Legislation is defined as the process of making laws by competent authorities i.e. the parliament at the federal level and the legislative assemblies at the state level. OR. It can be defined as action of enacting a law with respect to Acts, Bills and resolutions or similar items by Congress, a state legislature or local governing body.
Defined in Section 3 of the Interpretation Act 1967 as any proclamation, rule, regulation, order, notification, resolution, rule of court, by-law or other instrument made under or by virtue of Ordinance, Enactment and having legislative effect.
It’s subject to the approval of the council, which may be given through either the positive procedure or the negative procedure. It is enacted by persons or bodies to whom the power to make the subsidiary legislation is delegated. Such persons or bodies may include presidents, ministers, local government or the Yang di- Pertuan Agong in the case of Malaysia. Like legislation, subsidiary must not contravene its principal or parent act. Otherwise it will be void for being ultra vires. Examples of subsidiary legislation include;-
Rules Regulations and By-laws There are various ways that can be used to control subsidiary legislation: * Consultation * Publicity * Parliamentary control * Judicial review The advantage of subsidiary legislation becomes apparent in the event of a sudden emergency caused by political, economic or natural calamities when quick measures are required to meet the contingency.
DELEGATED LEGISLATION It has become a common practice for Acts of Parliaments to confer on persons or bodies power to make rules and regulations for specified purposes. Acts which confer such powers are called Parent or Enabling Acts, and this process or rules made under the authority of Acts are known as Delegated legislation. An Act of Parliament creates the framework of a particular law and tends only to contain an outline of the purpose of the Act.
By parliament giving authority for legislation to be delegated, it enables other persons or bodies to provide more detail to an Act of parliament. Parliament thereby through primary legislation (i.e. an Act of Parliament) permits others to make law and rules through delegated legislation. The legislation created by delegated legislation must be in accordance with the purposes laid down in the Act. Function or reasons of delegation are:
* It is used to make technical changes to the law, such as alternating sanctions under a give statute. E.g. the Insurance Companies Act 1982. * Allows the government to amend a law without having to wait for a new act of parliament to be passed.
* Also by way of an example, a Local Authority has power given to them under certain statutes to allow them to make delegated legislation and to make law which suits the area. * Provides a very important role in the making of law as there is more delegation enacted each year than there are Acts of Parliament.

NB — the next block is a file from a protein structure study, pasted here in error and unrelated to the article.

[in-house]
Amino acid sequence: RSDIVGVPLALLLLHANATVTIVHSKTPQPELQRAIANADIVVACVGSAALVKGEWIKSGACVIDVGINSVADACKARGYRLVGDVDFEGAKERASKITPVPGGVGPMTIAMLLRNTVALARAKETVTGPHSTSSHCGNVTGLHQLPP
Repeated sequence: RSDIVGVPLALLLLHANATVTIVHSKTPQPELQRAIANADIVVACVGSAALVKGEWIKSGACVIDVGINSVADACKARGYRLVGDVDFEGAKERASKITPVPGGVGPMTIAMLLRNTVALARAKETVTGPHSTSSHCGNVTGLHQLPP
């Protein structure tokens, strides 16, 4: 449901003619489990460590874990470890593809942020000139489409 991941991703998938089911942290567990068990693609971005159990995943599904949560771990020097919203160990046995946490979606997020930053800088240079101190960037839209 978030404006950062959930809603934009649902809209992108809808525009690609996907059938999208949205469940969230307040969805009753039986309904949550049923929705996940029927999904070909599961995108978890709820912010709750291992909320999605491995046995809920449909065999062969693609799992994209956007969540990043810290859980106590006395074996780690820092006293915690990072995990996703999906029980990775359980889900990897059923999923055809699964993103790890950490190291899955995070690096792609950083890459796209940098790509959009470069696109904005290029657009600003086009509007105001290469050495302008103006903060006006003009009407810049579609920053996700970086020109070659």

TYPES OF DELEGATED LEGISLATION Although the sovereignty of parliament necessarily implies total freedom to create delegated legislation by whatever form it chooses in practice there are limited number of types of delegated legislation. The three main types of delegated legislation include:
1. Statutory instruments 2. By-laws 3. Order in council
1. STATUTORY INSTRUMENTS Also referred to as secondary delegated or subordinates legislation. Once bills have progressed through all their stages they become Acts of Parliament. The Acts of Parliament often confers powers on ministers to make more detailed orders, rules or regulations by means of statutory instruments. Statutory instruments are just as much a part of the law of the land as an Act of Parliament.
The courts can question whether a minister, when issuing a Statutory Instruments, is using he or she has actually been given by the Parental Act but cannot question the validity of the Statutory instruments. The Parent Act gives the department permission as well as guidance about how the new piece of legislation is to be written and processed. Statutory instruments make majority of delegated legislation that is made. Around 3000 statutory instruments are issued each year.
Drafting of Statutory Instruments Statutory instruments are normally drafted by the legal department of the minister concerned, often following consultations with interested bodies and parties whilst the SI is in draft. They are then “made” in the name of the person (usually a Secretary of State or Minister) authorized by the Parent Act. Each is given a number in the SI series, which runs from number 1 each calendar year, and is quoted in the form SI 2005/1234.